The DJH claimed to have introduced the term into the German language and to only want to use the term for its own accommodations that meet high quality requirements. The plaintiff was of the opinion that the term had become a generally descriptive part of the German language. In particular, the search in the dictionary for the English term “youth hostel” always results in the translation “youth hostel”, so that private providers are disadvantaged.

Youth hostels

Room of a Japanese youth hostel

Youth Hostel is the English-speaking term for youth hostel . Therefore, in English-speaking countries such as New Zealand, Australia, Great Britain or South Africa, the word denotes hostels of the respective youth hostel association. The 21 youth hostels in the Republic of Ireland operate under the Gaelic name An Óige ("youth").

Position of youth hostels in relation to other accommodations

Youth hostels are recognized as non-profit and do not have to pay corporate income tax or trade tax. They are also exempt from tax in the Value Added Tax Act, as they perform public tasks as independent youth welfare organizations.

Since the houses of the German Youth Hostel Association differ only slightly from those of similar, private companies and the prices are sometimes even higher than those of privately run accommodation providers, there is often criticism of their preferred position. This is especially true since many new youth accommodation ( hostels ) were established in Germany around the turn of the millennium .

At the same time, the youth hostels of the German Youth Hostel Association are increasingly market-oriented. Many youth hostels can be booked on commercial platforms and similar products are offered through other sales channels. With this justification, commercial competition is increasingly attacking the (tax) privileges of the DJH, including through a complaint to the EU Commission due to inadmissible subsidies.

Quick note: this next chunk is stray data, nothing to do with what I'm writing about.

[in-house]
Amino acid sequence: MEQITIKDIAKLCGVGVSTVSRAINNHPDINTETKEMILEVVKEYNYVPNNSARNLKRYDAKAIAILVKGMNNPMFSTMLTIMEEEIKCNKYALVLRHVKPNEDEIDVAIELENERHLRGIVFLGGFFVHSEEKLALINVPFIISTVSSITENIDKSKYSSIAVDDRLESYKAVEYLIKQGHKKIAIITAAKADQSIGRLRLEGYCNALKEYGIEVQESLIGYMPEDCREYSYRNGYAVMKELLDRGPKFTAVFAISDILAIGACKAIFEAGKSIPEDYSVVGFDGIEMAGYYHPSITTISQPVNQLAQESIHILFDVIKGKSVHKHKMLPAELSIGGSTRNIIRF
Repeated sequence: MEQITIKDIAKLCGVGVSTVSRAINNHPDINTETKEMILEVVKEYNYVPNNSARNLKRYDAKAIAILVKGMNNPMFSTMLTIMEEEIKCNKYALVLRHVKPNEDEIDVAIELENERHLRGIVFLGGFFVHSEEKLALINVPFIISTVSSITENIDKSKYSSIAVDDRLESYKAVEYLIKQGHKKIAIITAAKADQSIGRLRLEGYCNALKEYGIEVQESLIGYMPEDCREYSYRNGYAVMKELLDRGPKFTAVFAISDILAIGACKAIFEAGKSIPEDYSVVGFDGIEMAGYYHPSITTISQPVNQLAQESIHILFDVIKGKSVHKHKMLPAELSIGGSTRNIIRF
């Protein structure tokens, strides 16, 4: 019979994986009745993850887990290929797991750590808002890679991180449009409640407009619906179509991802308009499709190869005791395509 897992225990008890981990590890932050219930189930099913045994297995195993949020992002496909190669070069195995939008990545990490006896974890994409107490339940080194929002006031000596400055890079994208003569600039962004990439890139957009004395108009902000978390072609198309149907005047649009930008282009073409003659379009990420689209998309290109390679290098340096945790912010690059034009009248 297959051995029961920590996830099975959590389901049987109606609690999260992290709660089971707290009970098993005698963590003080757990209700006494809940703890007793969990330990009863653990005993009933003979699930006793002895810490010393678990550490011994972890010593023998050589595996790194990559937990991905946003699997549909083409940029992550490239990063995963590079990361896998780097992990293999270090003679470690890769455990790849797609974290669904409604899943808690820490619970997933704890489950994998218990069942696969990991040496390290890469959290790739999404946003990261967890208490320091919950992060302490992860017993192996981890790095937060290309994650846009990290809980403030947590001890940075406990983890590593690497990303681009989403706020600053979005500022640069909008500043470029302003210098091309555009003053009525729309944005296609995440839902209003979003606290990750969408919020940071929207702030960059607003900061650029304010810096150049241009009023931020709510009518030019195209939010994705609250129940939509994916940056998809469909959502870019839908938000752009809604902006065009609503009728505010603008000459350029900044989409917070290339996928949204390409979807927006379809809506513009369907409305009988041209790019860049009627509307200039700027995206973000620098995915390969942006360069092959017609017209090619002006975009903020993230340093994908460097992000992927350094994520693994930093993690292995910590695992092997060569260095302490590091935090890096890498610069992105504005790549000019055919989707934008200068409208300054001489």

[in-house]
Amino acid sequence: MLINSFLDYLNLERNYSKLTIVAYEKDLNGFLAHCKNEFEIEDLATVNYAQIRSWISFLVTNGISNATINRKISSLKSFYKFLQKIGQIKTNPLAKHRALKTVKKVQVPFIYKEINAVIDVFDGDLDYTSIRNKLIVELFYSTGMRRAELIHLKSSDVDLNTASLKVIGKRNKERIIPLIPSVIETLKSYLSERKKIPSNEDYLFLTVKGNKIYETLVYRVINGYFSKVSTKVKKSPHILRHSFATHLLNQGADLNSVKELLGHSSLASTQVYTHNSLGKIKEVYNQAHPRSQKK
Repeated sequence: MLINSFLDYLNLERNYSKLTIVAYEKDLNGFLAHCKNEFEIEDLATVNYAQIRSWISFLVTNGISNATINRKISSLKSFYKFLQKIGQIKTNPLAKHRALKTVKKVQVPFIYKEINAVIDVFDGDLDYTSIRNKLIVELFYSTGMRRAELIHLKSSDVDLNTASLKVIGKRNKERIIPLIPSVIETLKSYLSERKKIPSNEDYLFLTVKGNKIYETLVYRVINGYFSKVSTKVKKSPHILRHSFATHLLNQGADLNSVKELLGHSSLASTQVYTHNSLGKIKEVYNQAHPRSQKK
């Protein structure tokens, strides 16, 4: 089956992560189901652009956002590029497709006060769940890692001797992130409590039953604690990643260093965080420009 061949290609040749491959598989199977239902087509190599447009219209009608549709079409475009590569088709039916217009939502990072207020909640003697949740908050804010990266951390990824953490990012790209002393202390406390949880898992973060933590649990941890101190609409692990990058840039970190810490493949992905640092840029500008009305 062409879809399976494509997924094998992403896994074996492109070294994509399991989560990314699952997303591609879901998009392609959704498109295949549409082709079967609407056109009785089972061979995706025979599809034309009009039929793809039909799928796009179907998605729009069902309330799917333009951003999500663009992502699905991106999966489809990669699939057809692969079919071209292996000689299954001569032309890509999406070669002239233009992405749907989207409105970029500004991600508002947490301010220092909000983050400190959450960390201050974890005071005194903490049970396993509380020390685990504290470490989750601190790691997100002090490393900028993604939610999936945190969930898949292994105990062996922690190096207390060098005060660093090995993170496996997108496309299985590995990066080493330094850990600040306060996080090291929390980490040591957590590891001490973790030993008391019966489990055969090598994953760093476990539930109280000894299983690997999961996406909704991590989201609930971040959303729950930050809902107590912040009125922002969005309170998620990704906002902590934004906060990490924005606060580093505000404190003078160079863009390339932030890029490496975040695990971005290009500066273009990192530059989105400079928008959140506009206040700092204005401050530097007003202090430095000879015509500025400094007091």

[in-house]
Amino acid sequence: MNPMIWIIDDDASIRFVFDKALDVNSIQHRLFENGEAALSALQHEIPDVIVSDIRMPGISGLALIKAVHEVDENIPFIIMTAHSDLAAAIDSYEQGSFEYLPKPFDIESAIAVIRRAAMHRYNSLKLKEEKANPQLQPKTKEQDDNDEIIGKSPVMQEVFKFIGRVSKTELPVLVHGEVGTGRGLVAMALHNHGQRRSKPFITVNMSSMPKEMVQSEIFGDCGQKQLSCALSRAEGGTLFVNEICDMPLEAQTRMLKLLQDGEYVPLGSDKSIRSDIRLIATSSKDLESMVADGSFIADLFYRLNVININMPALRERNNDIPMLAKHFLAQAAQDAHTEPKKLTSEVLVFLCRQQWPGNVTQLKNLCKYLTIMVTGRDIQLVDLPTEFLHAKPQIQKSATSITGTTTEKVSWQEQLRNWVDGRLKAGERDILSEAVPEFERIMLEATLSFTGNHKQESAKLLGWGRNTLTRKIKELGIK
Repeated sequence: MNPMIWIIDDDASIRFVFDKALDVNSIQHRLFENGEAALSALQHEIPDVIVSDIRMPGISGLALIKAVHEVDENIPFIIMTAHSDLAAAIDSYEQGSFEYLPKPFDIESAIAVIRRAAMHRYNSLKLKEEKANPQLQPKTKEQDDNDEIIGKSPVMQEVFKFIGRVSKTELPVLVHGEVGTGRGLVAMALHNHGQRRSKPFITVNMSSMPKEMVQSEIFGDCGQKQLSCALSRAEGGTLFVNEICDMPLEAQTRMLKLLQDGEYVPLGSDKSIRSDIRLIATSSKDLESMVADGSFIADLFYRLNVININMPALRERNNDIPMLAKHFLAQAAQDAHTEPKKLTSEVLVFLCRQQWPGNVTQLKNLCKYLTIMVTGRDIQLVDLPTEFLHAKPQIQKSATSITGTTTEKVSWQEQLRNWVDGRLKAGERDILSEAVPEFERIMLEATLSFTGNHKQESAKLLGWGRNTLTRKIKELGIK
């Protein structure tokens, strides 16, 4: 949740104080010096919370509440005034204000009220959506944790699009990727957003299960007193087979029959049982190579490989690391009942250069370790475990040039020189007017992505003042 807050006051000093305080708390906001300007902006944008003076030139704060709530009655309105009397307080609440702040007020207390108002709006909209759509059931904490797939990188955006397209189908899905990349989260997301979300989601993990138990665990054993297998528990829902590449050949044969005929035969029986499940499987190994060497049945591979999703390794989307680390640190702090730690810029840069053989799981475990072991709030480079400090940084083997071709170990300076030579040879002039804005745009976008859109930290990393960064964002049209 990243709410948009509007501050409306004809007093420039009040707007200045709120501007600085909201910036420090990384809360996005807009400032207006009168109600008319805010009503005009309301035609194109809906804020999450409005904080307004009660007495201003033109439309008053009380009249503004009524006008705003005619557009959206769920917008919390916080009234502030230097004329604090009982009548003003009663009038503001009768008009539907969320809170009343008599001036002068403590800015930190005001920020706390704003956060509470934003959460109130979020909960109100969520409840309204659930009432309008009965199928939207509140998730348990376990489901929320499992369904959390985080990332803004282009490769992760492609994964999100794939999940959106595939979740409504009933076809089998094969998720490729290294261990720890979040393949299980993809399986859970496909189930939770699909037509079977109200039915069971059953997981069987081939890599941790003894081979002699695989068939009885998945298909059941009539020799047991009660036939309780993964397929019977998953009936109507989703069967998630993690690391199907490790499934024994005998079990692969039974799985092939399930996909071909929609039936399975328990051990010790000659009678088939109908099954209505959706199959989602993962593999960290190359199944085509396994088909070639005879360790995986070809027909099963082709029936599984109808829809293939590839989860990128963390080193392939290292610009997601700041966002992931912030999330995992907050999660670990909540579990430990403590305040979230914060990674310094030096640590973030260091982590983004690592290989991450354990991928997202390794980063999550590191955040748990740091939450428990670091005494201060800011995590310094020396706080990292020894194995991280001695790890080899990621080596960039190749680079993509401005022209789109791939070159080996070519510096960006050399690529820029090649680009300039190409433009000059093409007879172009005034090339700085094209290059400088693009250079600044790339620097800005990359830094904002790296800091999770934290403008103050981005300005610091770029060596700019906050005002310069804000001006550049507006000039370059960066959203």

Related topics

See also


Web links

Commons : Youth Hostels  - Collection of pictures, videos and audio files
Wiktionary: Youth hostel  - explanations of meanings, word origins, synonyms, translations

Individual evidence

  1. The charm of bunk beds
  2. Kölner Stadt-Anzeiger of March 9, 1921
  5. ^ DJH annual report
  6. Kay-Alexander Scholz: Corona: Youth Hostels in Need , August 19, 2020
  7. Quality standards in the DJH
  8. Profile: Environmental Youth Hostels
  9. Profile: Cultural Youth Hostels
  10. ↑ Public Value Atlas 2019
  11. ^ Meta tags - youth hostel
  12. Youth hostel for everyone  ( page no longer available , search in web archivesInfo: The link was automatically marked as defective. Please check the link according to the instructions and then remove this notice. , Süddeutsche Zeitung, January 29, 2009.@1@ 2Template: Toter Link /  
  13. Federal Supreme Court to clarify the dispute over the “Youth Hostel” brand , beck-aktuell-Redaktion (Verlag CH Beck) 10 February 2009
  14. Deletion procedure youth hostel  ( page no longer available , search in web archivesInfo: The link was automatically marked as defective. Please check the link according to the instructions and then remove this notice. ( MS Word ; 128 kB), Lawyer Stelzner, August 10, 2009.@1@ 2Template: Toter Link /  
  15. The “Youth Hostel” brand on ( Memento of the original from February 21, 2009 in the Internet Archive ) Info: The archive link was inserted automatically and has not yet been checked. Please check the original and archive link according to the instructions and then remove this notice. @1@ 2Template: Webachiv / IABot /
  16. Berlin for the subsidization of youth hostels , accessed October 22, 2014
  17. See Ulrich Linse: Review of: Reulecke, Jürgen; Stambolis, Barbara (Ed.): 100 Years of Youth Hostels 1909–2009. Beginnings - changes - retrospectives and outlooks. Essen 2009. In: H-Soz-u-Kult , December 22, 2009.